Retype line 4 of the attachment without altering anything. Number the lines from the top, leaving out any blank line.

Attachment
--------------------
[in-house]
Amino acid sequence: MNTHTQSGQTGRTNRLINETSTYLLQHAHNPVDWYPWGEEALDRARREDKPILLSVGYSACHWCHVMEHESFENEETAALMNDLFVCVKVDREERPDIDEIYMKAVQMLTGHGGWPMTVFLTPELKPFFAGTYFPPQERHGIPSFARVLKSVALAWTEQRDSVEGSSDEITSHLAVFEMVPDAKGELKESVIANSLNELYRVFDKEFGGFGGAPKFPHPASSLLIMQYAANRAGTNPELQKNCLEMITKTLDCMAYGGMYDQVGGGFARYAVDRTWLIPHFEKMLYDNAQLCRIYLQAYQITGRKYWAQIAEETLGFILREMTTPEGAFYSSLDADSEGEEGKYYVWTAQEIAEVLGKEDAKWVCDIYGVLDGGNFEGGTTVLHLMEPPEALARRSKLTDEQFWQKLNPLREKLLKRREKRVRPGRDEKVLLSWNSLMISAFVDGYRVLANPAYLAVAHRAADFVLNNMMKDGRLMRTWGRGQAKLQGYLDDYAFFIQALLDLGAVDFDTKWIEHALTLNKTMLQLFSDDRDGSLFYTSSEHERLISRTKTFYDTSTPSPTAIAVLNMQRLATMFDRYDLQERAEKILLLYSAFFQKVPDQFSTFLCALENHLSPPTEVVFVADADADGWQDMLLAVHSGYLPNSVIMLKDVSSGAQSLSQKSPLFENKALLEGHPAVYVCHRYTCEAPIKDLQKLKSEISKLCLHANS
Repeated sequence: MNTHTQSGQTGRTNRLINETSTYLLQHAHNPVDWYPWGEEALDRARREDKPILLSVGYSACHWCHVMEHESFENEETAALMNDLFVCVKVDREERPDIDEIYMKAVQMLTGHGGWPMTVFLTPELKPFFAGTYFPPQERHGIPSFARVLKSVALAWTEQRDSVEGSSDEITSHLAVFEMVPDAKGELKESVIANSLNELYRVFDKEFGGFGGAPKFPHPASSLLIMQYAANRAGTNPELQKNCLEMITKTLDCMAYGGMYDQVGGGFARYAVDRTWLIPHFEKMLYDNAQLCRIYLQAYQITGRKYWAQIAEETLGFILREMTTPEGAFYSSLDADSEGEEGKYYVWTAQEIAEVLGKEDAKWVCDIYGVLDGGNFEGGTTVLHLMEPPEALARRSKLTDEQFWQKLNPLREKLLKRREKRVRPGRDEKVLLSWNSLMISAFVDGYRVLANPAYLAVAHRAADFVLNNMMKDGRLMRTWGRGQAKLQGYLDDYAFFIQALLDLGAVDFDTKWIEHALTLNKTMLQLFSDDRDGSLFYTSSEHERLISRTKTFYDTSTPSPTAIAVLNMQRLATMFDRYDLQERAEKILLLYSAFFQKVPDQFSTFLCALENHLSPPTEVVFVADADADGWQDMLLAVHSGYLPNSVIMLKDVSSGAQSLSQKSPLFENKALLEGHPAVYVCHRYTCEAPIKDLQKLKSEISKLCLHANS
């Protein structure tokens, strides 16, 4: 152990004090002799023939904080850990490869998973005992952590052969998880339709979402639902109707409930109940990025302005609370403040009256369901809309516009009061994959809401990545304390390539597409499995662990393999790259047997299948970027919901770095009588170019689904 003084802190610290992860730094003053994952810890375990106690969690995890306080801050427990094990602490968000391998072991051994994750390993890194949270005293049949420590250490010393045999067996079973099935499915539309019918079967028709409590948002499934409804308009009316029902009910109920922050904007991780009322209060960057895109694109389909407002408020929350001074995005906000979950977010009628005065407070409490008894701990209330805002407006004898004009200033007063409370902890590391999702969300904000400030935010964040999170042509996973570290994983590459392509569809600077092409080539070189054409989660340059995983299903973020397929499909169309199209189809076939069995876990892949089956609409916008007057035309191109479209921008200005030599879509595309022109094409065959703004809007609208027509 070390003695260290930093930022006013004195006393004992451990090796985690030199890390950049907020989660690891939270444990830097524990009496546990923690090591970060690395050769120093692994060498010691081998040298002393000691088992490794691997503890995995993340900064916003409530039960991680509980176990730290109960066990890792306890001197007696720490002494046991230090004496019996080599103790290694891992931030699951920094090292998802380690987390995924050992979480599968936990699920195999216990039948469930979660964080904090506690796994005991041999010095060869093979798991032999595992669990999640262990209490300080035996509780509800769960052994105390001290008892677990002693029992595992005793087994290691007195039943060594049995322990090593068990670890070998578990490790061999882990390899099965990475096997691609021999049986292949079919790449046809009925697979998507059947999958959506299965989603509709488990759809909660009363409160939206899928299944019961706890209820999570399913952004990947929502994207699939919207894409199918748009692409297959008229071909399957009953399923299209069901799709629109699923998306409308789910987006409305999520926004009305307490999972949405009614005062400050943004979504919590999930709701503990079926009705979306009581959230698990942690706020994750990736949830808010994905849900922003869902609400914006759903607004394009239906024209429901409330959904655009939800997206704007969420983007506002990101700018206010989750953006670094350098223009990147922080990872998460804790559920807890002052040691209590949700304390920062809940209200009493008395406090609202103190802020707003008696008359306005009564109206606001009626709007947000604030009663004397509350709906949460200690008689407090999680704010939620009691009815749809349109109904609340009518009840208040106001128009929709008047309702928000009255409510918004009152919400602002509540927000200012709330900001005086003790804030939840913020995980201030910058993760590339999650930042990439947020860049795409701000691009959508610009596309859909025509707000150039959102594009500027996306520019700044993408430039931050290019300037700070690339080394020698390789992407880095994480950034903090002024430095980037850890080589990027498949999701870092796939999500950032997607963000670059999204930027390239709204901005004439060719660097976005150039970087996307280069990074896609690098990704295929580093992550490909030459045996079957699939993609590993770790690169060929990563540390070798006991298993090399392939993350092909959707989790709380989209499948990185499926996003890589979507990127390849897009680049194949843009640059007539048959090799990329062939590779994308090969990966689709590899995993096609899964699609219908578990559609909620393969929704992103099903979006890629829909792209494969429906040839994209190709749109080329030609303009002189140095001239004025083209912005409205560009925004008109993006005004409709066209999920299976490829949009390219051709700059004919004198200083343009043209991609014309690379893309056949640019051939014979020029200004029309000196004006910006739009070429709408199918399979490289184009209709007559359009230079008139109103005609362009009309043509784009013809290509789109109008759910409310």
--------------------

């Protein structure tokens, strides 16, 4: 152990004090002799023939904080850990490869998973005992952590052969998880339709979402639902109707409930109940990025302005609370403040009256369901809309516009009061994959809401990545304390390539597409499995662990393999790259047997299948970027919901770095009588170019689904 003084802190610290992860730094003053994952810890375990106690969690995890306080801050427990094990602490968000391998072991051994994750390993890194949270005293049949420590250490010393045999067996079973099935499915539309019918079967028709409590948002499934409804308009009316029902009910109920922050904007991780009322209060960057895109694109389909407002408020929350001074995005906000979950977010009628005065407070409490008894701990209330805002407006004898004009200033007063409370902890590391999702969300904000400030935010964040999170042509996973570290994983590459392509569809600077092409080539070189054409989660340059995983299903973020397929499909169309199209189809076939069995876990892949089956609409916008007057035309191109479209921008200005030599879509595309022109094409065959703004809007609208027509 070390003695260290930093930022006013004195006393004992451990090796985690030199890390950049907020989660690891939270444990830097524990009496546990923690090591970060690395050769120093692994060498010691081998040298002393000691088992490794691997503890995995993340900064916003409530039960991680509980176990730290109960066990890792306890001197007696720490002494046991230090004496019996080599103790290694891992931030699951920094090292998802380690987390995924050992979480599968936990699920195999216990039948469930979660964080904090506690796994005991041999010095060869093979798991032999595992669990999640262990209490300080035996509780509800769960052994105390001290008892677990002693029992595992005793087994290691007195039943060594049995322990090593068990670890070998578990490790061999882990390899099965990475096997691609021999049986292949079919790449046809009925697979998507059947999958959506299965989603509709488990759809909660009363409160939206899928299944019961706890209820999570399913952004990947929502994207699939919207894409199918748009692409297959008229071909399957009953399923299209069901799709629109699923998306409308789910987006409305999520926004009305307490999972949405009614005062400050943004979504919590999930709701503990079926009705979306009581959230698990942690706020994750990736949830808010994905849900922003869902609400914006759903607004394009239906024209429901409330959904655009939800997206704007969420983007506002990101700018206010989750953006670094350098223009990147922080990872998460804790559920807890002052040691209590949700304390920062809940209200009493008395406090609202103190802020707003008696008359306005009564109206606001009626709007947000604030009663004397509350709906949460200690008689407090999680704010939620009691009815749809349109109904609340009518009840208040106001128009929709008047309702928000009255409510918004009152919400602002509540927000200012709330900001005086003790804030939840913020995980201030910058993760590339999650930042990439947020860049795409701000691009959508610009596309859909025509707000150039959102594009500027996306520019700044993408430039931050290019300037700070690339080394020698390789992407880095994480950034903090002024430095980037850890080589990027498949999701870092796939999500950032997607963000670059999204930027390239709204901005004439060719660097976005150039970087996307280069990074896609690098990704295929580093992550490909030459045996079957699939993609590993770790690169060929990563540390070798006991298993090399392939993350092909959707989790709380989209499948990185499926996003890589979507990127390849897009680049194949843009640059007539048959090799990329062939590779994308090969990966689709590899995993096609899964699609219908578990559609909620393969929704992103099903979006890629829909792209494969429906040839994209190709749109080329030609303009002189140095001239004025083209912005409205560009925004008109993006005004409709066209999920299976490829949009390219051709700059004919004198200083343009043209991609014309690379893309056949640019051939014979020029200004029309000196004006910006739009070429709408199918399979490289184009209709007559359009230079008139109103005609362009009309043509784009013809290509789109109008759910409310």